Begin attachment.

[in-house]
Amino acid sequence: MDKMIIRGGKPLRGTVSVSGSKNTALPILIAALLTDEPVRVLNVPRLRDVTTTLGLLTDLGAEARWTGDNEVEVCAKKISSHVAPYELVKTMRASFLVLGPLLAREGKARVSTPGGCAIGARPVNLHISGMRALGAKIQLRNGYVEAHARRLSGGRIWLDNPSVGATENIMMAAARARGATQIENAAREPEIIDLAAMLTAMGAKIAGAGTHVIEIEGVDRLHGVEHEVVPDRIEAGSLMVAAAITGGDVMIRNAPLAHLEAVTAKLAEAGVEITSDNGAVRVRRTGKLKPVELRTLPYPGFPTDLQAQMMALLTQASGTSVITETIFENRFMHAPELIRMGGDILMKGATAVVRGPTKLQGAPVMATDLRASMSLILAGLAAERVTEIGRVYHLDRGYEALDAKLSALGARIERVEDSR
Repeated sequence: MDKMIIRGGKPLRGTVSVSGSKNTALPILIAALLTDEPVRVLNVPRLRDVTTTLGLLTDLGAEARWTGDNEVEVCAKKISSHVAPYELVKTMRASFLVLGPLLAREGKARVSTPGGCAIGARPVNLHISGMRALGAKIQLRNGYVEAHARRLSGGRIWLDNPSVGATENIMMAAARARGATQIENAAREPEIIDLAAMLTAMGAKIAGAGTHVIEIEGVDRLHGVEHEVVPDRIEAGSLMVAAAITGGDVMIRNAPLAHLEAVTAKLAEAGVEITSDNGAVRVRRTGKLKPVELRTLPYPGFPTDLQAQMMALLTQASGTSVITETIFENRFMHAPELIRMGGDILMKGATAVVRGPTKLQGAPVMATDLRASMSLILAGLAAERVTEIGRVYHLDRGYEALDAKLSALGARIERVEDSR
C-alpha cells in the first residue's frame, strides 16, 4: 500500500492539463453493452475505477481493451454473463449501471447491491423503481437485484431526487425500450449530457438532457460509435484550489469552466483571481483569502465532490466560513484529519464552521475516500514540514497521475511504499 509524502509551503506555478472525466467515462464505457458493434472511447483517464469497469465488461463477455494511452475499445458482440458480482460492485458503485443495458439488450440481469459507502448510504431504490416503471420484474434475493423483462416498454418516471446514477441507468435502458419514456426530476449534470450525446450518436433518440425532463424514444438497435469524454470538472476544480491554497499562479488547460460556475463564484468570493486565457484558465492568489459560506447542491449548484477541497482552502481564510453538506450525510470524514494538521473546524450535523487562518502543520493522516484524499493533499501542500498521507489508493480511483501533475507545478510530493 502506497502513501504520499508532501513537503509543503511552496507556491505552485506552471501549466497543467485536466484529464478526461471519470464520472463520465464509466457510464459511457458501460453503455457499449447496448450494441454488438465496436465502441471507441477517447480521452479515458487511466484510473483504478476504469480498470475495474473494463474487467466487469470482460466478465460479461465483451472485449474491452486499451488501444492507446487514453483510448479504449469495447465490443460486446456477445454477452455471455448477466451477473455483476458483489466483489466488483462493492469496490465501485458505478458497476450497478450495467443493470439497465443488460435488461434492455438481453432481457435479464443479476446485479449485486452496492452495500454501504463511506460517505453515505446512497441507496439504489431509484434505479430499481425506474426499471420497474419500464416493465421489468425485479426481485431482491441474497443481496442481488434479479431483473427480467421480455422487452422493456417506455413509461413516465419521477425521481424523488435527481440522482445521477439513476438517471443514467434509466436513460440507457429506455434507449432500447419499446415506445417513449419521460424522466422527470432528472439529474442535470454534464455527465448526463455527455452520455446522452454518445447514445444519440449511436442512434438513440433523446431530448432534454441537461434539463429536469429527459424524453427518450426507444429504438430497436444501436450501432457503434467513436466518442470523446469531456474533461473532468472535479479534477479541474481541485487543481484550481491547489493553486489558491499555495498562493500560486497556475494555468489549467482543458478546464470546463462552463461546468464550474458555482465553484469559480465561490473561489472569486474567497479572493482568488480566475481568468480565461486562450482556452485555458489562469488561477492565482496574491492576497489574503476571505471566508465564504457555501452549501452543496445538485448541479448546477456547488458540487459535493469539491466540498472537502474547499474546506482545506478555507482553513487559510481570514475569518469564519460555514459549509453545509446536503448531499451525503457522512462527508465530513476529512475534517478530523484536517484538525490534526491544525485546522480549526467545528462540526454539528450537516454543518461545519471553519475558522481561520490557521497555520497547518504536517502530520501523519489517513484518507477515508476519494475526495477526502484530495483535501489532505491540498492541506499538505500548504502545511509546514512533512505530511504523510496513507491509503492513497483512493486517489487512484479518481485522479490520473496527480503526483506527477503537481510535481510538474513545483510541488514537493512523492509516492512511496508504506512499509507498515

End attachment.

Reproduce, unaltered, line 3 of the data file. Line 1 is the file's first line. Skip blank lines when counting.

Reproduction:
Repeated sequence: MDKMIIRGGKPLRGTVSVSGSKNTALPILIAALLTDEPVRVLNVPRLRDVTTTLGLLTDLGAEARWTGDNEVEVCAKKISSHVAPYELVKTMRASFLVLGPLLAREGKARVSTPGGCAIGARPVNLHISGMRALGAKIQLRNGYVEAHARRLSGGRIWLDNPSVGATENIMMAAARARGATQIENAAREPEIIDLAAMLTAMGAKIAGAGTHVIEIEGVDRLHGVEHEVVPDRIEAGSLMVAAAITGGDVMIRNAPLAHLEAVTAKLAEAGVEITSDNGAVRVRRTGKLKPVELRTLPYPGFPTDLQAQMMALLTQASGTSVITETIFENRFMHAPELIRMGGDILMKGATAVVRGPTKLQGAPVMATDLRASMSLILAGLAAERVTEIGRVYHLDRGYEALDAKLSALGARIERVEDSR